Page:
Speck is most often served as part of a charcuterie or cheese board, although it is also a great flavor enhancer for a wide range of recipes. It is delicious paired with cabbage similar to a corned beef and cabbage dish. Speck also can take the place of prosciutto in a sandwich or salad.

Roller says speck is so versatile and can be enjoyed in a number of ways.

“Slice it up for a charcuterie board, enjoy it on a baguette with cheese or cook it till it’s crispy to top on pasta or salad,” says Roller. “In Italy, speck is often wrapped around a piece of cheese — like a bloomy rind — and then crisped. The meat is rich and adds a lot of flavor to anything you like.”

When thinly sliced, speck can also be served in small slabs as a flavor enhancer to pasta dishes, sauces, soups, stews and vegetables.

Casella recommends serving speck with fruit, such as melon, which complement its smoky flavor.
“It’s also not recommended to cook speck too much, or it will be salty,” he says.

Sheard at La Quercia recommends using speck as a pizza or omelet topping.

As for cheeses, speck has a lightly smoked taste which pairs perfectly with the sweet and nutty flavor of Asiago. It also goes well with harder cheeses that have a Parmesan texture, such as Piave.

Murray’s Cheese recommends bold pairing for its sliced speck to bring out its botanical flavors, such as Taleggio and fig spread.

For an authentic South Tyrolean meal, speck is the perfect addition to canederli, bread dumplings that are common in Italy’s Trentino Alto-Adige region. It also is a good accompaniment to red radicchio dishes.

When it comes to wines, the most common pairing for Speck Alto Adige PGI is with Gewurztraminer, which has a crisp flavor with floral notes, from the village of Tramin, in Alto Adige. Other recommendations include Red Blaye or Red Castillon from Côtes de Bordeaux.

Sheard at La Quercia notes there are always opportunities for marketing and merchandising at the store level, but samplings are best.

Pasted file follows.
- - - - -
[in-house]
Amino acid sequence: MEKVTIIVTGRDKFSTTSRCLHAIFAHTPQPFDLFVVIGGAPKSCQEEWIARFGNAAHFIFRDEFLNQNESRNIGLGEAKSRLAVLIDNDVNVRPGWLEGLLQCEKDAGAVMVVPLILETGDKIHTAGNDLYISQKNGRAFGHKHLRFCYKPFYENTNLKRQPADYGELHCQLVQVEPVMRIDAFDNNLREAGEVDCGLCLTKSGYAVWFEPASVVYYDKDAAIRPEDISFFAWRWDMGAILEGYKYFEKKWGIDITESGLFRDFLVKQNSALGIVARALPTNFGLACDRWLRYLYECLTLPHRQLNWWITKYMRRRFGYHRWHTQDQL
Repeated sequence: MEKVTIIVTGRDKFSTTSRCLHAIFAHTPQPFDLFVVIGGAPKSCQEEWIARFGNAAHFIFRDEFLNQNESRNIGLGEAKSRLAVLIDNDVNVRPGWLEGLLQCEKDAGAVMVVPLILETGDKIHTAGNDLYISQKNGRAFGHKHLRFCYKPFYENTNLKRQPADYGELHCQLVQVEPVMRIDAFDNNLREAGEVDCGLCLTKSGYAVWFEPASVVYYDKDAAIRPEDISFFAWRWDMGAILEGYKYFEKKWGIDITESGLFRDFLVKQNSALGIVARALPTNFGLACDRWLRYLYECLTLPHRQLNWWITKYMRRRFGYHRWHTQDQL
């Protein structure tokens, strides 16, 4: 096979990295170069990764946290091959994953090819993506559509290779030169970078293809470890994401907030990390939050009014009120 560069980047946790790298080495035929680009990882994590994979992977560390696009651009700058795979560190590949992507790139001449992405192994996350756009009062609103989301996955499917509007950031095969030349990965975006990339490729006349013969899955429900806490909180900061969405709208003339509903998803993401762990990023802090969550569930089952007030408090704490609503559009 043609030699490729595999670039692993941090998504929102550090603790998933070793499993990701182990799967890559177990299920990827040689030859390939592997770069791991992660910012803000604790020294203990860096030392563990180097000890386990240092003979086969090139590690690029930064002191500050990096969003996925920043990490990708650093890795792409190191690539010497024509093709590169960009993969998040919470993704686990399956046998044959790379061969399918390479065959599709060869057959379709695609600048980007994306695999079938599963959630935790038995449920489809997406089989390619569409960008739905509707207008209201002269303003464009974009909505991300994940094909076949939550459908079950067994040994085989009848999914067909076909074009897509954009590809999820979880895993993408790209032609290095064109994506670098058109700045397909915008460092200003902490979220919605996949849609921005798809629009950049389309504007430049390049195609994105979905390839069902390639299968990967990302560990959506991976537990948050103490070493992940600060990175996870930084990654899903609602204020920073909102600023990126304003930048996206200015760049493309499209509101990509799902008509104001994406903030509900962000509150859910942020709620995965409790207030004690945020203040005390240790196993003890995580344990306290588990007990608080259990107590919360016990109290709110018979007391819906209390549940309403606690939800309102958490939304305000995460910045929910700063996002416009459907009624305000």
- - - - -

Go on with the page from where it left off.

At Murray’s, speck is merchandised alongside prosciutto and other cured meats.

“I think more people are discovering Speck as smoked flavors are increasing in popularity,” says Roller.

• • •

Speck and Mushroom Pappardelle

(From Inside the Rustic Kitchen, Emily Kemp)

Delicious speck and mushroom pappardelle pasta made with a simple and delicious creamy sauce and fresh ribbons of pappardelle.

Prep Time: 10 minutes
Cook Time: 10 minutes
Total Time: 20 minutes
Servings: 4 people


3.5 oz. speck or smoked pancetta cubes
10.5 oz mushrooms
1 cup cream
1 shallot, finely chopped
1 garlic clove , finely chopped
1.1 lbs fresh pappardelle
a small sprig of thyme
½ Tbsp. Parmesan, freshly grated
1 Tbsp. olive oil
salt and pepper, to season


  1. Bring a large pot of salted water to the boil. Add the olive oil to a large pan and fry the mushrooms until browned. Add the speck or pancetta and the finely chopped shallot and garlic along with the thyme leaves.
  2. Fry for a couple minutes then add the cream. Add the fresh pappardelle pasta to the salted water and cook according to package instructions (around 3-4 minutes). Stir the simmering cream sauce for a few minutes until it’s started to thicken slightly. Add a pinch of salt, pepper and the grated Parmesan. Take off the heat and stir.
  3. Drain the pasta and add to the creamy sauce, toss until evenly covered and serve.